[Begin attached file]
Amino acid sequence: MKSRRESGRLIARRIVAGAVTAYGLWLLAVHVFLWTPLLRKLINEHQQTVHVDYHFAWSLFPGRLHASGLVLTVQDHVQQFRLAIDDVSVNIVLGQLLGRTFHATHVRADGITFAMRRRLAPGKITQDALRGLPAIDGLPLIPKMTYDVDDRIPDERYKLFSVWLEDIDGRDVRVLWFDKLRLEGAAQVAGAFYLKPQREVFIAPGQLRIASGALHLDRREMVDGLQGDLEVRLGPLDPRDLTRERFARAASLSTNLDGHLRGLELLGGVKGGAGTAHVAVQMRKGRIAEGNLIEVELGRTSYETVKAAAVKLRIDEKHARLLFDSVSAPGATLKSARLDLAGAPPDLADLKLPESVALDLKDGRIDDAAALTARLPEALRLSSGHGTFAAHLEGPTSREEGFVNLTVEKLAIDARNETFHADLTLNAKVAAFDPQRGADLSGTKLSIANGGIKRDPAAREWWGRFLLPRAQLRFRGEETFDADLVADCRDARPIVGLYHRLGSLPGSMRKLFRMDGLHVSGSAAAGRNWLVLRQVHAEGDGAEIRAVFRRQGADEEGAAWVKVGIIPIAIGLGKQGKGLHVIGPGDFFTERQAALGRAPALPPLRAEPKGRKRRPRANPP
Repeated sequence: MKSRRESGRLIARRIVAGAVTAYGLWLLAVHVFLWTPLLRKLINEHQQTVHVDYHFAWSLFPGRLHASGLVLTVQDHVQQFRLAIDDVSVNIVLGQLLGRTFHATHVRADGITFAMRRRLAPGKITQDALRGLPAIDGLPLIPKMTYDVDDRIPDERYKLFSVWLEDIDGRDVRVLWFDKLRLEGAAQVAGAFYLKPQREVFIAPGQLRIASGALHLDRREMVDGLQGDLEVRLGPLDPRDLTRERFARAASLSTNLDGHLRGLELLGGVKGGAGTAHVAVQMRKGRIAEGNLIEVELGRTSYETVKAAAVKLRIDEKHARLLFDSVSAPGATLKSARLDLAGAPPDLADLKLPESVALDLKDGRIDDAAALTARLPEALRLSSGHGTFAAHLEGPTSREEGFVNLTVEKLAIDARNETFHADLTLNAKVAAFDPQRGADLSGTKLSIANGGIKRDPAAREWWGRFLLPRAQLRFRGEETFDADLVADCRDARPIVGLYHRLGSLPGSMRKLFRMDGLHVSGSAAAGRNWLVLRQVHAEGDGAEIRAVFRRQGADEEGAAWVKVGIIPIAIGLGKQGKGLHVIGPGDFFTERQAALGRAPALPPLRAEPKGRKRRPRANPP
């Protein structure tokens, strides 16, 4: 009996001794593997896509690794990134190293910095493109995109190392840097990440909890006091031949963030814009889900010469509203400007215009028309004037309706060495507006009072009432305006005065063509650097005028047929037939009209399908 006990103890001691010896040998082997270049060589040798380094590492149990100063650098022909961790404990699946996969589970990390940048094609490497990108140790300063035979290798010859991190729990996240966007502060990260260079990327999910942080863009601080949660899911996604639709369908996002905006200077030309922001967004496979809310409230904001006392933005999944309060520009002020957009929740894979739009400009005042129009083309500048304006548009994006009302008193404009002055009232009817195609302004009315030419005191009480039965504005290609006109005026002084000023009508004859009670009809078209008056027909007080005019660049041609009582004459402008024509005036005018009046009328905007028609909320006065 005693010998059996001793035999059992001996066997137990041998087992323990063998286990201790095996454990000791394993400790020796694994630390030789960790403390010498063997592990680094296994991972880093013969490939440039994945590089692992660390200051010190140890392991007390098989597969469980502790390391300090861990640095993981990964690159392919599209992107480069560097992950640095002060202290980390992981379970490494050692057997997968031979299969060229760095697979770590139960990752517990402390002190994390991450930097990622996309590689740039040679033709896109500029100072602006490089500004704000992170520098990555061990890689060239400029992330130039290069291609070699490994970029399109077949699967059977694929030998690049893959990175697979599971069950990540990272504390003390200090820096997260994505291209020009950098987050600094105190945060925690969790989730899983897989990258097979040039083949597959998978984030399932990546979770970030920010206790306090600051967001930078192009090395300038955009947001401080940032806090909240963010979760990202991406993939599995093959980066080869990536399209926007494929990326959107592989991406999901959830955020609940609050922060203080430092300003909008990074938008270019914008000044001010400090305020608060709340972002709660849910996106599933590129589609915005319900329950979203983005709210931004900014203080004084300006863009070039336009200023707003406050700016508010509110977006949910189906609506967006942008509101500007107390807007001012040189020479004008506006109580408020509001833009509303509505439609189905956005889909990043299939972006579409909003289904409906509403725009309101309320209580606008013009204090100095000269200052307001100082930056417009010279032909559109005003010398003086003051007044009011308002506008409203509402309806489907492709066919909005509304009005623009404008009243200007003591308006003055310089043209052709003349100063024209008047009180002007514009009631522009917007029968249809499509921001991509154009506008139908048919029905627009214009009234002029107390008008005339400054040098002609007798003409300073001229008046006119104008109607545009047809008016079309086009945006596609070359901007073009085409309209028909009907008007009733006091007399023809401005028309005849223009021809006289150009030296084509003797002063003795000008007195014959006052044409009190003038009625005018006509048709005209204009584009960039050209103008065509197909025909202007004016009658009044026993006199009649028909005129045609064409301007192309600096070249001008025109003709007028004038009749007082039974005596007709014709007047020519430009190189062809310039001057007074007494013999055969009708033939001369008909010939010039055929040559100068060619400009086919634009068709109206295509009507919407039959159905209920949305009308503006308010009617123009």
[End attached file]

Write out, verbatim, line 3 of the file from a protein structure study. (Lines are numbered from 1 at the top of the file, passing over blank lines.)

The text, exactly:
């Protein structure tokens, strides 16, 4: 009996001794593997896509690794990134190293910095493109995109190392840097990440909890006091031949963030814009889900010469509203400007215009028309004037309706060495507006009072009432305006005065063509650097005028047929037939009209399908 006990103890001691010896040998082997270049060589040798380094590492149990100063650098022909961790404990699946996969589970990390940048094609490497990108140790300063035979290798010859991190729990996240966007502060990260260079990327999910942080863009601080949660899911996604639709369908996002905006200077030309922001967004496979809310409230904001006392933005999944309060520009002020957009929740894979739009400009005042129009083309500048304006548009994006009302008193404009002055009232009817195609302004009315030419005191009480039965504005290609006109005026002084000023009508004859009670009809078209008056027909007080005019660049041609009582004459402008024509005036005018009046009328905007028609909320006065 005693010998059996001793035999059992001996066997137990041998087992323990063998286990201790095996454990000791394993400790020796694994630390030789960790403390010498063997592990680094296994991972880093013969490939440039994945590089692992660390200051010190140890392991007390098989597969469980502790390391300090861990640095993981990964690159392919599209992107480069560097992950640095002060202290980390992981379970490494050692057997997968031979299969060229760095697979770590139960990752517990402390002190994390991450930097990622996309590689740039040679033709896109500029100072602006490089500004704000992170520098990555061990890689060239400029992330130039290069291609070699490994970029399109077949699967059977694929030998690049893959990175697979599971069950990540990272504390003390200090820096997260994505291209020009950098987050600094105190945060925690969790989730899983897989990258097979040039083949597959998978984030399932990546979770970030920010206790306090600051967001930078192009090395300038955009947001401080940032806090909240963010979760990202991406993939599995093959980066080869990536399209926007494929990326959107592989991406999901959830955020609940609050922060203080430092300003909008990074938008270019914008000044001010400090305020608060709340972002709660849910996106599933590129589609915005319900329950979203983005709210931004900014203080004084300006863009070039336009200023707003406050700016508010509110977006949910189906609506967006942008509101500007107390807007001012040189020479004008506006109580408020509001833009509303509505439609189905956005889909990043299939972006579409909003289904409906509403725009309101309320209580606008013009204090100095000269200052307001100082930056417009010279032909559109005003010398003086003051007044009011308002506008409203509402309806489907492709066919909005509304009005623009404008009243200007003591308006003055310089043209052709003349100063024209008047009180002007514009009631522009917007029968249809499509921001991509154009506008139908048919029905627009214009009234002029107390008008005339400054040098002609007798003409300073001229008046006119104008109607545009047809008016079309086009945006596609070359901007073009085409309209028909009907008007009733006091007399023809401005028309005849223009021809006289150009030296084509003797002063003795000008007195014959006052044409009190003038009625005018006509048709005209204009584009960039050209103008065509197909025909202007004016009658009044026993006199009649028909005129045609064409301007192309600096070249001008025109003709007028004038009749007082039974005596007709014709007047020519430009190189062809310039001057007074007494013999055969009708033939001369008909010939010039055929040559100068060619400009086919634009068709109206295509009507919407039959159905209920949305009308503006308010009617123009």